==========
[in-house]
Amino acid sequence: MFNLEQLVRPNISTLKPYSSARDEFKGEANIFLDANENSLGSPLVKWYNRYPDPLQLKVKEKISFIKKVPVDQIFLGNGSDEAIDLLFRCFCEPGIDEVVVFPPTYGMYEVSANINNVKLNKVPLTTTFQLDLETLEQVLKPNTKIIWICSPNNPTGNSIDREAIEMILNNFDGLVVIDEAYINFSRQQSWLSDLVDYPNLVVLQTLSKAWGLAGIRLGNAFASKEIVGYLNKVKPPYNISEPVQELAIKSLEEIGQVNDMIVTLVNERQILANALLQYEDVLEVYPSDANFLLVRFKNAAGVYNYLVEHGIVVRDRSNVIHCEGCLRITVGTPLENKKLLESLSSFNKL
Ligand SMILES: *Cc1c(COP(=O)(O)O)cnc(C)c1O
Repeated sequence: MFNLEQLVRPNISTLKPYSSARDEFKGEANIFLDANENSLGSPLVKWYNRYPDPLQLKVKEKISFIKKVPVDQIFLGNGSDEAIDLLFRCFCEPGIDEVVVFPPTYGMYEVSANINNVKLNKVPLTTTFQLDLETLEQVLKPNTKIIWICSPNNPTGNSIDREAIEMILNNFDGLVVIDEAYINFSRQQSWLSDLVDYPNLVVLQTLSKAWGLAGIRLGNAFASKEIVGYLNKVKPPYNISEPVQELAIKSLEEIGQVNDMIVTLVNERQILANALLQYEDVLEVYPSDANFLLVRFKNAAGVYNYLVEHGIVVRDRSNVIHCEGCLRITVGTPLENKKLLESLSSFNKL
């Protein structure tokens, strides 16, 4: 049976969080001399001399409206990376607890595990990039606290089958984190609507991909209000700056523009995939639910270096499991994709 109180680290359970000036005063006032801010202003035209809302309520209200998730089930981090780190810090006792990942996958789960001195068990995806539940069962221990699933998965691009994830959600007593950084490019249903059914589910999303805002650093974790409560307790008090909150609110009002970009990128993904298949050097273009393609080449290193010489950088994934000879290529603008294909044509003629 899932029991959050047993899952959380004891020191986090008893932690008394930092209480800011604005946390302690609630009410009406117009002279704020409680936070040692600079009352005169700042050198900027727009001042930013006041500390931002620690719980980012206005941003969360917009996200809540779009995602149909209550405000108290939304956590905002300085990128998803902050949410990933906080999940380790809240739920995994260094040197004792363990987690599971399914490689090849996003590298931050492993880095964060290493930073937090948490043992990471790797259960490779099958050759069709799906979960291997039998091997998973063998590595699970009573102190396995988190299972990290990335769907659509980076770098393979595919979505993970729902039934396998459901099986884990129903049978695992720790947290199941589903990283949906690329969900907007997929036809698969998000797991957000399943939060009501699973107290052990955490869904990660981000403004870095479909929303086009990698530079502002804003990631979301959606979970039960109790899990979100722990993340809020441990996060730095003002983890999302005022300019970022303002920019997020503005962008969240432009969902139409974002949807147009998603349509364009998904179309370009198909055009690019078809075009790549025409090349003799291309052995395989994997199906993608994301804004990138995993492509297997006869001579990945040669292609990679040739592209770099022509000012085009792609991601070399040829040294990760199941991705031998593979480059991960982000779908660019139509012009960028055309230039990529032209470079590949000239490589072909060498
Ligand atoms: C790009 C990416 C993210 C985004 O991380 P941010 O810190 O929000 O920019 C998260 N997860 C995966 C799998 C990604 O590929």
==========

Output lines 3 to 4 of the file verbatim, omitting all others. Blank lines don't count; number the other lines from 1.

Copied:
Ligand SMILES: *Cc1c(COP(=O)(O)O)cnc(C)c1O
Repeated sequence: MFNLEQLVRPNISTLKPYSSARDEFKGEANIFLDANENSLGSPLVKWYNRYPDPLQLKVKEKISFIKKVPVDQIFLGNGSDEAIDLLFRCFCEPGIDEVVVFPPTYGMYEVSANINNVKLNKVPLTTTFQLDLETLEQVLKPNTKIIWICSPNNPTGNSIDREAIEMILNNFDGLVVIDEAYINFSRQQSWLSDLVDYPNLVVLQTLSKAWGLAGIRLGNAFASKEIVGYLNKVKPPYNISEPVQELAIKSLEEIGQVNDMIVTLVNERQILANALLQYEDVLEVYPSDANFLLVRFKNAAGVYNYLVEHGIVVRDRSNVIHCEGCLRITVGTPLENKKLLESLSSFNKL